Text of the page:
1. A shop is being opened.
  2. A shop is about to be opened.

What is the difference between these two sentences?

The first one is voice change, the second one is also a voice change? Is there any difference in the meaning?

  • 1
    (1) means literally that the shop is being opened at this moment. However, the present continuous can be used to refer to a future event, so (1) could mean the same as (2) - "The shop is being opened tomorrow". – Kate Bunting Nov 30 '20 at 15:56
  • {2) 'A shop is about to be opened'

means that the shop referred to (though it's just possible that this is a generic statement) will be opened very shortly. One would not normally say this if this were the regular daily occurrence, but it could be that the opening is for the first time after lockdown say, or for the first time ever.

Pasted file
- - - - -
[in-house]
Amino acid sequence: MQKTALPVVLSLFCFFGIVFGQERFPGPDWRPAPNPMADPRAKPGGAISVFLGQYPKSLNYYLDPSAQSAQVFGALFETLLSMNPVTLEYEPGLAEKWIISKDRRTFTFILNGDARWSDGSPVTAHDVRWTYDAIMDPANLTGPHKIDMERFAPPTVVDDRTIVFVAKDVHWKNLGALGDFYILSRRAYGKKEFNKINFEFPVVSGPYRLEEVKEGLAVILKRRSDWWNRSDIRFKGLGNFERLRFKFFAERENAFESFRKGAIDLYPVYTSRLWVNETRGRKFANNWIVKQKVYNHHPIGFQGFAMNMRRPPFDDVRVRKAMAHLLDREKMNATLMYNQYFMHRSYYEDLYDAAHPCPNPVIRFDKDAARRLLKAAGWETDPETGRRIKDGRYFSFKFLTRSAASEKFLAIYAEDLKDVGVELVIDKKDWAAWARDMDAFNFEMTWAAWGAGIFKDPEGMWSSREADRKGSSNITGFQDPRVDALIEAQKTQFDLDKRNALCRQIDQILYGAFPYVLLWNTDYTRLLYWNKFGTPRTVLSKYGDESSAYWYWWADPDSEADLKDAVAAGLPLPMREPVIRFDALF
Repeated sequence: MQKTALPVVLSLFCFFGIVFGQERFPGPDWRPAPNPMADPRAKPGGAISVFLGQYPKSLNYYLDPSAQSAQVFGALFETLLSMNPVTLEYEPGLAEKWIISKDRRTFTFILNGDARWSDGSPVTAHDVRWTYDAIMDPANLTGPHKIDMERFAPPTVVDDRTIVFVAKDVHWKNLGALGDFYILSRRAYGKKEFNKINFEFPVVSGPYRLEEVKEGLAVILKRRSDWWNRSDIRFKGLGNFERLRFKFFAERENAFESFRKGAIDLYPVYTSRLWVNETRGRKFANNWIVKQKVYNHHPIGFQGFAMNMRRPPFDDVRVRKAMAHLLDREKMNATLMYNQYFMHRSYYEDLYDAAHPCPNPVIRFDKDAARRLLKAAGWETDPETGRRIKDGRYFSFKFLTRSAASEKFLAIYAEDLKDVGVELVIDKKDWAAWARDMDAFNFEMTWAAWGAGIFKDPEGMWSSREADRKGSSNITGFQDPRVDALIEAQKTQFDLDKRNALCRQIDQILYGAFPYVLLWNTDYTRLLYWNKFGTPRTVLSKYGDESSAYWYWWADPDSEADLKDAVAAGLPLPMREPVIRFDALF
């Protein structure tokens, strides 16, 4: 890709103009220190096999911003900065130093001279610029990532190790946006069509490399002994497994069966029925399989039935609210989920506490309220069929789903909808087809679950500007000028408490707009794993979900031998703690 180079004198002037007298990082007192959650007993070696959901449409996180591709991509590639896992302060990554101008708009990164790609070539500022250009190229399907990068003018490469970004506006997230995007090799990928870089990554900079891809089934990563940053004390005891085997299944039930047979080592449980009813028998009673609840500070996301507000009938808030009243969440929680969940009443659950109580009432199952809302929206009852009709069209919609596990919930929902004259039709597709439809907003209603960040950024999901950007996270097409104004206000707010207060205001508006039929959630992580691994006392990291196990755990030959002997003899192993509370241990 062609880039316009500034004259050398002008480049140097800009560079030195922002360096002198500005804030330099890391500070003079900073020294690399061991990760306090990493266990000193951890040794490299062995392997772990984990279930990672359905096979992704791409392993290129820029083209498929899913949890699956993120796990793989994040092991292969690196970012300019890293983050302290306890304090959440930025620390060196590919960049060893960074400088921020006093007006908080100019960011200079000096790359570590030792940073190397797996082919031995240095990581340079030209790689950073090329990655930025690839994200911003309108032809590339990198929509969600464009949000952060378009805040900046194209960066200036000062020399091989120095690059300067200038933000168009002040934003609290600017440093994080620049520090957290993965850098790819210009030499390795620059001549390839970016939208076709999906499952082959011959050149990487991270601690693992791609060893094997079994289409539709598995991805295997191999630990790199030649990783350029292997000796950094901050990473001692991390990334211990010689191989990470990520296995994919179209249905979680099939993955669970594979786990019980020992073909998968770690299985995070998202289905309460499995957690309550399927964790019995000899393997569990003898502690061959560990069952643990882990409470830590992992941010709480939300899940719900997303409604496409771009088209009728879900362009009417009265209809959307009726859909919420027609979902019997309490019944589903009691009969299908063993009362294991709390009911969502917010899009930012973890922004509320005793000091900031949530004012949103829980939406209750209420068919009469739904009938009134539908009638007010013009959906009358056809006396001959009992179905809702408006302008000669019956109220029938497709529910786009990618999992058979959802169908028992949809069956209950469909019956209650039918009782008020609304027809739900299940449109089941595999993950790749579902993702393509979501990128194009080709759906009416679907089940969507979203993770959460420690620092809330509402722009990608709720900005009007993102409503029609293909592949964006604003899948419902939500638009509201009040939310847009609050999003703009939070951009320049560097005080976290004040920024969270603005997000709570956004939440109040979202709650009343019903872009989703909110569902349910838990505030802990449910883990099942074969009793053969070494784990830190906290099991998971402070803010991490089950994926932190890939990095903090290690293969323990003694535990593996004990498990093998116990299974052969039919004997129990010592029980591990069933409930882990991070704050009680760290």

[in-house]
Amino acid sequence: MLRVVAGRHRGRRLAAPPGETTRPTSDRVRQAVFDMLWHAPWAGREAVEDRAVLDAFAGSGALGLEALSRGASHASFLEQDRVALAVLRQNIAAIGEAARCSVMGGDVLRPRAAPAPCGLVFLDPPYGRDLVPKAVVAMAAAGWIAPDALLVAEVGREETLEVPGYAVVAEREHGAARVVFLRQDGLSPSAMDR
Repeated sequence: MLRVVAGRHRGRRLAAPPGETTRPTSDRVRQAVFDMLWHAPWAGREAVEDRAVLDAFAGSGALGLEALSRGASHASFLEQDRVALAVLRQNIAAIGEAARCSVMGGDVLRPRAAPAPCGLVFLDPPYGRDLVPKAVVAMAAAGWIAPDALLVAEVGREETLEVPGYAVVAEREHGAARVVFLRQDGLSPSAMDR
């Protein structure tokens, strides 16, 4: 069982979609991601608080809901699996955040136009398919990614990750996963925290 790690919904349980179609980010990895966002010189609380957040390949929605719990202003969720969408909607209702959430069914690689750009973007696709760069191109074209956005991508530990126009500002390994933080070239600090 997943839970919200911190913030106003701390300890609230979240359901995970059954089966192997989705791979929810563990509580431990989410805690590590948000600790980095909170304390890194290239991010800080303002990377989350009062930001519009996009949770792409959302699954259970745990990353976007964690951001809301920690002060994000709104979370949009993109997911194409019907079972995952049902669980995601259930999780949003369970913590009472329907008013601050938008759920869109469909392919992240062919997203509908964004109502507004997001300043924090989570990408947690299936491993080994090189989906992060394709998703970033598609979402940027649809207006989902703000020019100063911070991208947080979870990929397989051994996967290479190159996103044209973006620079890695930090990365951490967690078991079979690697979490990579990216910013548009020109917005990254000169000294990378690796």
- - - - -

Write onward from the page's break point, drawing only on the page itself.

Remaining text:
• (1) 'A shop is being opened'

is less definite about the timescale. It would normally refer to an opening within not more than a few weeks say, but could refer to an imminent opening, as in (2). Again, it would not usually be used to refer to a regular daily occurrence, when 'Butes is just about to open' / 'A new Butes is opening soon' would be used.

  • Oh my god! So clearly explained. Thank you so muh. – suraiya abedin Dec 2 '20 at 12:28

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